For a tribute by Bob Rae (Ontario & Balliol 1969), please click here.
For a tribute by Jeeshan Chowdhury (Alberta & Hertford 2006), please click here.
For a tribute from the government of Saskatchewan, click here.
For some of the many other reports of Allan Blakeney's life and career of public service, click here, here, and here.
ALWYN 'NELLES' VINTCENT (Diocesan College, Rondebosch & Trinity 1948) (24 December 1925 - 13 April 2011)
Captain of the Oxford rugby team in 1949, before joining the South African Defence Force. He served as Managing Director and Chairman of Prince, Vintcent and Company from 1968-95, and was an active member of both the town council and local museum management committee in Mossel Bay.
PROFESSOR CHARLES HARCOURT MILLER (Tasmania & St John's 1946) (26 February 1921 - 8 April 2011)
Engineering graduate of University of Tasmania who served in the Australian army in World War II (Electrical and Mechanical Engineering Corps, Australian Imperial Forces, 1942-46), and then completed a DPhil in Chemistry in Oxford. Engaged in research in Australia (AWA and then National Standards Laboratory, Sydney), 1950-61, before joining the University of New South Wales as a Senior Lecturer and then Associate Professor of Electrical Engineering (1961-66). Professor of Electrical Engineering at the University of Tasmania, 1966-86, serving as Chairman of the Professorial Board, 1984-85. Member of the Hydro-Electric Commission of Tasmania, 1984-92. Honorary Secretary of the Association of Rhodes Scholars in Australia, 1976-80.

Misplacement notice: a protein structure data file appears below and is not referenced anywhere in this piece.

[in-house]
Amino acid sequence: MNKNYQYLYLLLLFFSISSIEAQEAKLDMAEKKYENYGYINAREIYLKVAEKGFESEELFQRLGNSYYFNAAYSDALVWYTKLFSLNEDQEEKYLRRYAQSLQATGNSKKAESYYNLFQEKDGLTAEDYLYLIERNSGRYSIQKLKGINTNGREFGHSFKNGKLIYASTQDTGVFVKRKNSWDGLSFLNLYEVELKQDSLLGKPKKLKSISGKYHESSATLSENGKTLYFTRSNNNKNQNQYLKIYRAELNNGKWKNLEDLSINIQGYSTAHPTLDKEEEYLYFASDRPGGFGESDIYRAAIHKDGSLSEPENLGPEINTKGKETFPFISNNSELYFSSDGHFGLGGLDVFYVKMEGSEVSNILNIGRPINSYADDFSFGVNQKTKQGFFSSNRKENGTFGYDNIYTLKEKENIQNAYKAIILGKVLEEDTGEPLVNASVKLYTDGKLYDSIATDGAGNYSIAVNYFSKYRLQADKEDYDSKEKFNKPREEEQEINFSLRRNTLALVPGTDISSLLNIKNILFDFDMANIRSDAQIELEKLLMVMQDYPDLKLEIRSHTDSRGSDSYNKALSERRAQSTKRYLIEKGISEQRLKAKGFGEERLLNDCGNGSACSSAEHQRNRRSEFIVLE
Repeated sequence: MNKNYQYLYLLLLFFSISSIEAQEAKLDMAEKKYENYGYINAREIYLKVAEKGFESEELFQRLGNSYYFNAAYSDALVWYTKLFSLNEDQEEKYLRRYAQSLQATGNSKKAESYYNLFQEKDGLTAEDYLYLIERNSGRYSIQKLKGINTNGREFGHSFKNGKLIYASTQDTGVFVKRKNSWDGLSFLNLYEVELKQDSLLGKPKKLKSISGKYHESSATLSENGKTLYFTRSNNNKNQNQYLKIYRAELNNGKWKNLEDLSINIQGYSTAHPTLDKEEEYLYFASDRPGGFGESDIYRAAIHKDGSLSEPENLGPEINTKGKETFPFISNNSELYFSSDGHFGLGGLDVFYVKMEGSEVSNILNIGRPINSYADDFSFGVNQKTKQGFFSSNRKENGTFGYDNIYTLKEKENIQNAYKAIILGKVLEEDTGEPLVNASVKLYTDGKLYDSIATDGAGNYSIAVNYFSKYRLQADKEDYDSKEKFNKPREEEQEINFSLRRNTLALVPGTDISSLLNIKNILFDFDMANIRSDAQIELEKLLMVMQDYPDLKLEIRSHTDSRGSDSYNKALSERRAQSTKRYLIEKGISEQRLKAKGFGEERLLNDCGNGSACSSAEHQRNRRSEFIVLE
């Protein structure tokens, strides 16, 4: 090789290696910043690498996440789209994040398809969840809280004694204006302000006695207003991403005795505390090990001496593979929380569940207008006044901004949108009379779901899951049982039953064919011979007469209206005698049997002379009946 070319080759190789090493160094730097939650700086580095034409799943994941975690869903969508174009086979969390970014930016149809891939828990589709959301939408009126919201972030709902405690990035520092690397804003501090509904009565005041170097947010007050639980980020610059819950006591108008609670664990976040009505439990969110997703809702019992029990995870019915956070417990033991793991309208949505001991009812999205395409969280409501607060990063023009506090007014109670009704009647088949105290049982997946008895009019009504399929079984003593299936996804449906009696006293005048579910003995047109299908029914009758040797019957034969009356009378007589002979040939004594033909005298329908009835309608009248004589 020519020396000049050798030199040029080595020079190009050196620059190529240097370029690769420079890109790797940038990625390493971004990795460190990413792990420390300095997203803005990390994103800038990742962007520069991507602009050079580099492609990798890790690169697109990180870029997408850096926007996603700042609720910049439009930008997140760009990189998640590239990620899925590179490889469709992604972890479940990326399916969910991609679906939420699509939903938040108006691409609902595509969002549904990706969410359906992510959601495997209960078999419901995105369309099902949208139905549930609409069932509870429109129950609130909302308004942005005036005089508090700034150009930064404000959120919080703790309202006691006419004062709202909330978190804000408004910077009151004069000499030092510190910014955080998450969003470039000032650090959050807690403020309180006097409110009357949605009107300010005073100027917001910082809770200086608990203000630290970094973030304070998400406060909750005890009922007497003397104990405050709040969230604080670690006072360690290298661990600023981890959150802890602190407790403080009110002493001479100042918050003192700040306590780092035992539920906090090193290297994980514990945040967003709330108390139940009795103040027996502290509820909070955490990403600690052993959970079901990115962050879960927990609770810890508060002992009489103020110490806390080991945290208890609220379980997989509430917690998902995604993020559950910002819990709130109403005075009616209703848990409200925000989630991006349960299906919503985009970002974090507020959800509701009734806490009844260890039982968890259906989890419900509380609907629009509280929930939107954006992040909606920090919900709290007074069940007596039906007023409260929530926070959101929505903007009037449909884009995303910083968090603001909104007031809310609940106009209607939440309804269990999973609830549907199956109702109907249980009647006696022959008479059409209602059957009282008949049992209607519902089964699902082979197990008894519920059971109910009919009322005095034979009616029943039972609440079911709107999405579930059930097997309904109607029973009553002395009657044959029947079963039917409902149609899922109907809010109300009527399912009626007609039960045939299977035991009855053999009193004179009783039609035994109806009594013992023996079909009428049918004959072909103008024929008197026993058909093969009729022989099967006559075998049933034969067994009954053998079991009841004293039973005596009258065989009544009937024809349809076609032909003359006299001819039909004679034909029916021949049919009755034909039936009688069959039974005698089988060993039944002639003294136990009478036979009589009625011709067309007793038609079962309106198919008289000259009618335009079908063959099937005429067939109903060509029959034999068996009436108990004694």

DENIS BAZELEY GORDON MCLEAN (New Zealand & University 1954) (18 August 1930 – 30 March 2011)
After Oxford, joined the Department of External Affairs in New Zealand, with postings in Washington DC, Paris, Kuala Lumpur and London. Deputy High Commissioner in London (1972-77), Secretary of Defence (1979-88) and Ambassador to the United States (1991-94). After his retirement from government service, served as the Warburg Professor of International Relations at Simmons College in Boston, as well as Visiting Fellow at the Strategic & Defence Studies Centre at the Australian National University, the Woodrow Wilson International Center for Scholars, the Carnegie Endowment for International Peace, and as Distinguished Fellow at the U.S. Institute of Peace. He also served on the New Zealand Press Council. Author of several books including The Long Pathway: Te Ara Roa which was based on walking the North Island with his family, Peace Operations and Common Sense: Replacing Rhetoric with Realism, The Prickly Pair: Making Nationalism in Australia and New Zealand, and the biography Howard Kippenberger: Dauntless Spirit.